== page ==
New to snohomish again... and clueless on small streams

Discussion in 'Fly Fishing Forum' started by Tom Knoberson, Aug 28, 2012.

  1. Preston

    Preston Active Member

    Even in small waters rainbows usually exhibit some degree of adfluvial if not anadromous behavior. As they mature they tend to move downstream seeking out larger waters and better forage; bigger streams, lakes or even, in the case of steelhead, the ocean, returning to the areas where they were spawned only to reproduce in spring. In situations where they find themselves restricted to small waters, above barriers to anadromous migration or where available food is limited, it is quite normal for them to mature and spawn at 6 to 8 inches in length.

    As Roderick Haig-Brown so feelingly put it "... the rainbow is an individualist, a pioneer searching always wider scope; mere rivers confine him, and he goes out with the salmon into the breadth of the sea, to grow himself to the silvered nobility of the steelhead."
     
  2. dflett68

    dflett68 Active Member

    awesome. so the parr marks do remain prominent on some adult rainbows?
     
  3. Old Man

    Old Man Just an Old Man

    I took the wife out the other day. Not so much that I wanted to fish. Just so she could get out of the house. She doesn't FF. She's a worm tosser. We stopped the truck walked ten feet and she got 4 Cutts of 12" or more in less time that it took to write this. I don't eat fish but I love to catch them .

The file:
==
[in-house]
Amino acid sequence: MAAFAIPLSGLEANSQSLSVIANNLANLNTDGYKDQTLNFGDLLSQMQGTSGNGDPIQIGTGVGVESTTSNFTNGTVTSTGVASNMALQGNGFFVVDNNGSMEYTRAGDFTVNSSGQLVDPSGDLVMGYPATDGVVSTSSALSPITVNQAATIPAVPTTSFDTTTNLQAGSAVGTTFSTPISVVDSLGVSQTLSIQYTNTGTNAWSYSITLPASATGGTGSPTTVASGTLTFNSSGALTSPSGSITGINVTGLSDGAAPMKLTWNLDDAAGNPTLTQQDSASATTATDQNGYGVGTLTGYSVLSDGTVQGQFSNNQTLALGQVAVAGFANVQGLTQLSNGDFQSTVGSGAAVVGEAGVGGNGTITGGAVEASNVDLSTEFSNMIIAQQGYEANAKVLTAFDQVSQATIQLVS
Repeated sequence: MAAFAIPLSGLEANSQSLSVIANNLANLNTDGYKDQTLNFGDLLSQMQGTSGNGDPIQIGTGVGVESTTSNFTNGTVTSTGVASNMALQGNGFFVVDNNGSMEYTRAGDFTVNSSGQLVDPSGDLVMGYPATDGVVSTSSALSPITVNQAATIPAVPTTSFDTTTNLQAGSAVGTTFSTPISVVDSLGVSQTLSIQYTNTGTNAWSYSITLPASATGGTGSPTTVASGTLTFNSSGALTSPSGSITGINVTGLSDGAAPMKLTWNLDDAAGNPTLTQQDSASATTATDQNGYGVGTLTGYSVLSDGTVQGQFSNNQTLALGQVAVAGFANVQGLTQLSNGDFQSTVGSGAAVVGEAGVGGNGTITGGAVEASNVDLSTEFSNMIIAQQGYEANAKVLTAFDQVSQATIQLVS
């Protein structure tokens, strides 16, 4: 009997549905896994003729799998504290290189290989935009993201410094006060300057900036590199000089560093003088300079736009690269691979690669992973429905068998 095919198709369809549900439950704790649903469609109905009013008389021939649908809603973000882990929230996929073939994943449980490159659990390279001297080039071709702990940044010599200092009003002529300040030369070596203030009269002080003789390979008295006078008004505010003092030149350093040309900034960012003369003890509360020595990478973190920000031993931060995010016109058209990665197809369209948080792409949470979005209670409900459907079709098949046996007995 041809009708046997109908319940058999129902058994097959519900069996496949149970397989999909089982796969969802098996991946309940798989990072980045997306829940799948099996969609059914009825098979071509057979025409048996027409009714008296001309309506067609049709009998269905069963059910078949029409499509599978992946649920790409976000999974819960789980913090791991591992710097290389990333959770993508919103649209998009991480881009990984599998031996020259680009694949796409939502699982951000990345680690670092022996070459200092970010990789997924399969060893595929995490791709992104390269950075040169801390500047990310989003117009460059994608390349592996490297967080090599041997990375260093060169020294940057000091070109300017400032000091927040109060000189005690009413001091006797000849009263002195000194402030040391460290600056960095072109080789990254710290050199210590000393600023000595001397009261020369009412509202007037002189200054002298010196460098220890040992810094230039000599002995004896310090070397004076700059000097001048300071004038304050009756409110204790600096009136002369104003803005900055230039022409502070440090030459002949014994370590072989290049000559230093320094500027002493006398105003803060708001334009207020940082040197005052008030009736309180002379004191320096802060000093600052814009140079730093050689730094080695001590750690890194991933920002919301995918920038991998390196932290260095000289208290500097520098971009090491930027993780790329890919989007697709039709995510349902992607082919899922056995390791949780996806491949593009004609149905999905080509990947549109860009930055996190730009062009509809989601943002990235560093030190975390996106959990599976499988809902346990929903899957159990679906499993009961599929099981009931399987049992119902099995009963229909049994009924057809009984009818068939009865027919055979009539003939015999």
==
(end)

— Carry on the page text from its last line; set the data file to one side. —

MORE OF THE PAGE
I also caught fish out of this same hole and the same size with flies.

    I stopped along side this creek we were fishing and showed her the fish that were swimming there. At least you can see fish here.

    Enough gloating for a while. But I did fish in Washington for over 50 years.
     
  4. Thomas Sath

    Thomas Sath Member

    This is why you're my new best friend...;)
    It always is nice to bring the wife along though, so they can see what we do and experience.
     
  5. Patrick Gould

    Patrick Gould Active Member

    Don't forget about the places close to the road. The other day I bushwhacked my way to spot and had fun with some little fish and a few bigger ones. One the way back I pulled over where the same stream met the road and had pretty much the same luck and same size fish.
     
  6. Thomas Sath

    Thomas Sath Member

    I definitely am going to hit the ones close to the road first, after getting frustrated or not catching any fish is when I'll start bushwhacking...